Connect with us

Premier League

“Knew immediately I was in trouble!” Tablet dependent CL winner Chris Kirkland makes emotional confession



"Knew immediately I was in trouble!"  Tablet dependent CL winner Chris Kirkland makes emotional confession

Chris Kirkland is a cautionary tale about the abuse of painkillers in professional sports. Today the Champions League winner is clean again, but in an interview with The I he gives emotional insights.

“I don’t know what it was, but it wasn’t painkillers. I just didn’t know who I was. I didn’t know where I was or what was happening,” admits Chris Kirkland in an interview The I.

They are emotional insights into the life of a professional athlete who, cornered by the pressure to perform and succeed as well as public expectations, finally turns to drugs in order to do justice to himself and everyone else.

Chris Kirkland won the Champions League with Liverpool FC

At the height of his career, Kirkland won the 2005 Champions League with Liverpool FC, but the price he and many of his peers are paying for the triumph and success is heavy. More and more games, an ever-increasing intensity are taking their toll – at some point the body no longer takes part. Give up? No chance!

“The players take pills like candy and underestimate the danger,” says recognized pain researcher Prof. Dr. Toni Graf-Baumann in an exclusive interview with SPOX and GOAL dismayed in 2017. The same applies to Kirkland, who suffered a serious back injury after a crash in Liverpool training session with Steve Finnan.

The pain – also due to the high level of exertion – worsens over time, with Sheffield Wednesday fans deriding Kirkland as “prone to injury” after signing in 2012. What they don’t know is that the goalkeeper is already taking 2500mg of tramadol every day, which is seven times the recommended daily dose of the strong painkiller.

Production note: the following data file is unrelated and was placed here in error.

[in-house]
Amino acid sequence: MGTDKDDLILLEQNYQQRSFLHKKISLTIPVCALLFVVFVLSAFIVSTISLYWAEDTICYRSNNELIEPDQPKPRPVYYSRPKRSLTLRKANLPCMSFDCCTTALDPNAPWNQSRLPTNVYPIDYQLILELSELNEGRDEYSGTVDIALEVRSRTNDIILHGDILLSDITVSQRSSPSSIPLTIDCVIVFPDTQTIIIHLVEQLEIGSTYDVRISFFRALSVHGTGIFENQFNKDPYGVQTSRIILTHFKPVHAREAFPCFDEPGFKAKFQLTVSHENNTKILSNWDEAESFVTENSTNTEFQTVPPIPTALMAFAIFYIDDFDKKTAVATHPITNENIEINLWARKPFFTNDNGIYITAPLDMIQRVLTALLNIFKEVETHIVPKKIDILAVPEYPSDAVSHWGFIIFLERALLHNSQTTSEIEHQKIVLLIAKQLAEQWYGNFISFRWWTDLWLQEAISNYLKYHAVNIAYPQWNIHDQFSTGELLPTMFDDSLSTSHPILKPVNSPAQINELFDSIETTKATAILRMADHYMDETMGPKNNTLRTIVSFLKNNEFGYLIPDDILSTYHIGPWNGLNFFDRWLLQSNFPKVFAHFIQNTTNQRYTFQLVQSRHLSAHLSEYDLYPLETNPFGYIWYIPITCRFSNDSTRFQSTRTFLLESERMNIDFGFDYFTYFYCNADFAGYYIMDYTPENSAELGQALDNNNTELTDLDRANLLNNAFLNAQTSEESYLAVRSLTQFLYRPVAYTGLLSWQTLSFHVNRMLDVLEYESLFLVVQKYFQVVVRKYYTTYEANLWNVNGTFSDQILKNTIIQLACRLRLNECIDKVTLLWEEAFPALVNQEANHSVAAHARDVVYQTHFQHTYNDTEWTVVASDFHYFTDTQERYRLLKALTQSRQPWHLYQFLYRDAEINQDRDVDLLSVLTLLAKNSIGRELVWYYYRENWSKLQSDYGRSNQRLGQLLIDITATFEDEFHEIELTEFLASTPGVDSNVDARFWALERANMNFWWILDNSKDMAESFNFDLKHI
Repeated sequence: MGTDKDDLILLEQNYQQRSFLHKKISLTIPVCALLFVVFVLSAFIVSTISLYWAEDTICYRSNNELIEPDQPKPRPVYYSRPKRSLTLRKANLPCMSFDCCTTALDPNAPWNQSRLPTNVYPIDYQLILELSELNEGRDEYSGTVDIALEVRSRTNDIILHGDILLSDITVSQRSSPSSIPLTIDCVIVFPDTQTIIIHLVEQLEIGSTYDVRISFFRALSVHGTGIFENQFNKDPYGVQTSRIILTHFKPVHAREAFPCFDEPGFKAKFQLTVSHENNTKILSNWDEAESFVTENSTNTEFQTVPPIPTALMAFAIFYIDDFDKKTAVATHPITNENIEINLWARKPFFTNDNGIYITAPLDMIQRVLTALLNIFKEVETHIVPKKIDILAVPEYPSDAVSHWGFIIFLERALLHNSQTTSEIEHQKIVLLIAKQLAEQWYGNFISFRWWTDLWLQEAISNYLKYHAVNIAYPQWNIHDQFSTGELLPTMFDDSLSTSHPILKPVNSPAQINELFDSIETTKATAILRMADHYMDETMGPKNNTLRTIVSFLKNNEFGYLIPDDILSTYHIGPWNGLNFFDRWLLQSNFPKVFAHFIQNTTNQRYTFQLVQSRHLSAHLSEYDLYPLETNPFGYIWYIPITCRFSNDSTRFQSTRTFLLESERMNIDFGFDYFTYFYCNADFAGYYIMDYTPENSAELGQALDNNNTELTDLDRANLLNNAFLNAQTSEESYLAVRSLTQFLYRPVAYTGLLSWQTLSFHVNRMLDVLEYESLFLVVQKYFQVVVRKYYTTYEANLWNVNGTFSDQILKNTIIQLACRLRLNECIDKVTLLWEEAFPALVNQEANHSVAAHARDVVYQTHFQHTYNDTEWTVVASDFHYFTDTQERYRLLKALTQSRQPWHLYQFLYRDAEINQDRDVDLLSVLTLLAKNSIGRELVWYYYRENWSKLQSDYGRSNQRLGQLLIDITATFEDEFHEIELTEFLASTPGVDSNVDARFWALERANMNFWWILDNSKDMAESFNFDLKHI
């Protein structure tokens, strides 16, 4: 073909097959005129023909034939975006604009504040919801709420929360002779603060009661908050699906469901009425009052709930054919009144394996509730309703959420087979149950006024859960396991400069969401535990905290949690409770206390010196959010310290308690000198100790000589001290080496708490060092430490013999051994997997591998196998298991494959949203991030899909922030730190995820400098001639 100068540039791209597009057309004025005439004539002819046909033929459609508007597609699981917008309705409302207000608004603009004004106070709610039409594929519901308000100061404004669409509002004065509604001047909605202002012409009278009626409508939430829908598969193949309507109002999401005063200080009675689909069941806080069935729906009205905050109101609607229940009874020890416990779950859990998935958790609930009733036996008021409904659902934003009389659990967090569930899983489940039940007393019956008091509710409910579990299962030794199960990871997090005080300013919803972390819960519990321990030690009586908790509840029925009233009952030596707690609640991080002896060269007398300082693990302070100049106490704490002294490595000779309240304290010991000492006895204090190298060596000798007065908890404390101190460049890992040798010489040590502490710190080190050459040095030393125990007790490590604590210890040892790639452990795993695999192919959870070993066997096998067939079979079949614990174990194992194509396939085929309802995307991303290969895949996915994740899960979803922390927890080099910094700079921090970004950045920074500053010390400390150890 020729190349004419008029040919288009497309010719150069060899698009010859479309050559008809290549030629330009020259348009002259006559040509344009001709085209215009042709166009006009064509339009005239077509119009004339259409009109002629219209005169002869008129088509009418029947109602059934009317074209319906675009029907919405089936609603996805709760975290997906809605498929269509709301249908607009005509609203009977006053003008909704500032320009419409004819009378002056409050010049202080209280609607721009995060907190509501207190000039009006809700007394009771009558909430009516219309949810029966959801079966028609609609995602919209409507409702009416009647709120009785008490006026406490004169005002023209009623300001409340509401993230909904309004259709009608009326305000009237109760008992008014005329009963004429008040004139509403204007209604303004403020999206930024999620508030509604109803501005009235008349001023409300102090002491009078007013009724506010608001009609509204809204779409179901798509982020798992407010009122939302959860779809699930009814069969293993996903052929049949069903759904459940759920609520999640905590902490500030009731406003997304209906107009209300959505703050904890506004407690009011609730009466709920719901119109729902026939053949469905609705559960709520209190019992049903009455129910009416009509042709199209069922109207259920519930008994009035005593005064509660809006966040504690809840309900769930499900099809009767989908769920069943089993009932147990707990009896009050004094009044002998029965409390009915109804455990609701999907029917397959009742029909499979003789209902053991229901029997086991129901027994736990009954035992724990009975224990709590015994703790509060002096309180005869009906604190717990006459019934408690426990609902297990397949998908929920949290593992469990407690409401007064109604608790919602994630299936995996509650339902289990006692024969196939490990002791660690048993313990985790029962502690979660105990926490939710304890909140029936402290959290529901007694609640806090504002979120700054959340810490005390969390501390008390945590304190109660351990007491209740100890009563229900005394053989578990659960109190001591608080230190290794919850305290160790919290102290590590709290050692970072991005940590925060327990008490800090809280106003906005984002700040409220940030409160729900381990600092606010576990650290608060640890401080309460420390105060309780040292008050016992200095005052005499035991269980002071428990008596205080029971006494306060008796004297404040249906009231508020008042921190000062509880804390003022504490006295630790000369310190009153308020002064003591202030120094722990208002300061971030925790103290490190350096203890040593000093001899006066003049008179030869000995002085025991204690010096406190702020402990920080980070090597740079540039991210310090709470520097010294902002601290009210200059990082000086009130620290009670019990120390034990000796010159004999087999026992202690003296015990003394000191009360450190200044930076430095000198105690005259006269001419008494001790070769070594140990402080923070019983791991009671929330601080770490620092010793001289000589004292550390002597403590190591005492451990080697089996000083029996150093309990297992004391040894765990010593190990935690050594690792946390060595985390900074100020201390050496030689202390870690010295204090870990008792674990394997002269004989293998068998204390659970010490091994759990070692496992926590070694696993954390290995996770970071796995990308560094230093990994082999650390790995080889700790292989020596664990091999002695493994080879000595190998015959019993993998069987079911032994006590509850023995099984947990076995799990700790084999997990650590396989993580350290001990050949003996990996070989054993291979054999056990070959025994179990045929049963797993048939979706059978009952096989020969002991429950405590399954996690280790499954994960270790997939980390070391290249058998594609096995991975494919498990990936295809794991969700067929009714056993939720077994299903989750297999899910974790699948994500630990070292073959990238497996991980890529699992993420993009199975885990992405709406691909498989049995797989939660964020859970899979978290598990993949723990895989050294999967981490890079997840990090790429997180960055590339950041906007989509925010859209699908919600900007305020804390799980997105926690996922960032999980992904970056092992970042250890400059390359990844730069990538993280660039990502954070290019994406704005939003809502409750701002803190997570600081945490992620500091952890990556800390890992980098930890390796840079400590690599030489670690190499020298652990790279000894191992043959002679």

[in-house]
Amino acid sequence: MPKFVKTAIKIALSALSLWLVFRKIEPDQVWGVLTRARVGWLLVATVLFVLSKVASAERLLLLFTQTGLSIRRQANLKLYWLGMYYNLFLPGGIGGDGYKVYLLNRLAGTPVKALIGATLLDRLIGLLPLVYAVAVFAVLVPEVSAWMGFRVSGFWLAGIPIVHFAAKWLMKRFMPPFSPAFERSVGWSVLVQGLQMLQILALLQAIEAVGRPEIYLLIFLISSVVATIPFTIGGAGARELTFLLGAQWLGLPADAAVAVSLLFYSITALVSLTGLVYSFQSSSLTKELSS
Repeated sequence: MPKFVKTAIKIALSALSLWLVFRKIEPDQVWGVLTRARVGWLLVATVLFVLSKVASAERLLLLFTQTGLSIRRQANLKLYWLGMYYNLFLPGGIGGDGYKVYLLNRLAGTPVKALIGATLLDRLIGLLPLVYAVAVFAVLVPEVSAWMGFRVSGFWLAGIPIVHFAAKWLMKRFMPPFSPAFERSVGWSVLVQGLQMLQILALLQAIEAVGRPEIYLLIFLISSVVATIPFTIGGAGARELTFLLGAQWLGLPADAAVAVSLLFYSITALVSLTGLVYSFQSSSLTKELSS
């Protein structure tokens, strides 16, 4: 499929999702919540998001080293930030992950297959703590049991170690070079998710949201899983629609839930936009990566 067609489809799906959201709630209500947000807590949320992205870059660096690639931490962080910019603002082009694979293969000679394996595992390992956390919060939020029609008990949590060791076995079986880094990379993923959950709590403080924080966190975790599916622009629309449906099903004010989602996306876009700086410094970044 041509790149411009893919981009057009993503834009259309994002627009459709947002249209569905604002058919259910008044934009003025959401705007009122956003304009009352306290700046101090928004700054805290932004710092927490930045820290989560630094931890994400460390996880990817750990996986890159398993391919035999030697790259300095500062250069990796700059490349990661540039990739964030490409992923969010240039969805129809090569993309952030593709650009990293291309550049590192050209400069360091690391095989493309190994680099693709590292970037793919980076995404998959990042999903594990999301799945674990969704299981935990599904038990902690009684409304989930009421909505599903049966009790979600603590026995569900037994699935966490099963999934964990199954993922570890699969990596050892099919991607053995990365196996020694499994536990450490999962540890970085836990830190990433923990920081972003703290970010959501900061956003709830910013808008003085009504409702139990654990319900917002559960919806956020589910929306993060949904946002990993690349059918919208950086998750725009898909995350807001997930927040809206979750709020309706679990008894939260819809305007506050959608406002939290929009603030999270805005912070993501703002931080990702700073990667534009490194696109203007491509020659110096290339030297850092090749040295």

Ten years later, the career of the 42-year-old has long since ended, but Kirkland is now dependent on painkillers. When his family doctor stopped prescribing painkillers in early 2022, he found what he was looking for on the internet. “Within minutes of taking it, I knew I was in trouble,” he recalls.

Chris Kirkland went cold turkey

“I put ‘Home’ into the sat nav and somehow managed to get home, then I got violently nauseous and slept for 18 hours. The next day I got up and flushed the stuff down the toilet. I had a few left right ones in the house, but I knew that day there was no turning back.”

Kirkland realizes just in time that he needs to change something in his life. He goes cold turkey and manages to get clean with the support of his family and his wife, who regularly drug tests him to check.

“I’ve been on painkillers for eight and a half years out of the last ten. It was a horrible time, not just for me but for my family,” says Kirkland, who, a year after his last painkiller, is still occasionally feeling the after-effects of his addiction feel.

“I’m really fine 95 percent of the time. I still go through a phase where I just can’t function for three to four days a month,” he explains. “I’m not speaking. It feels like there’s a black cloud over you. You can hear people talking, but it’s like you’re not there. It’s the deepest of all lows, which is why you think it might be bipolar be a disturbance.”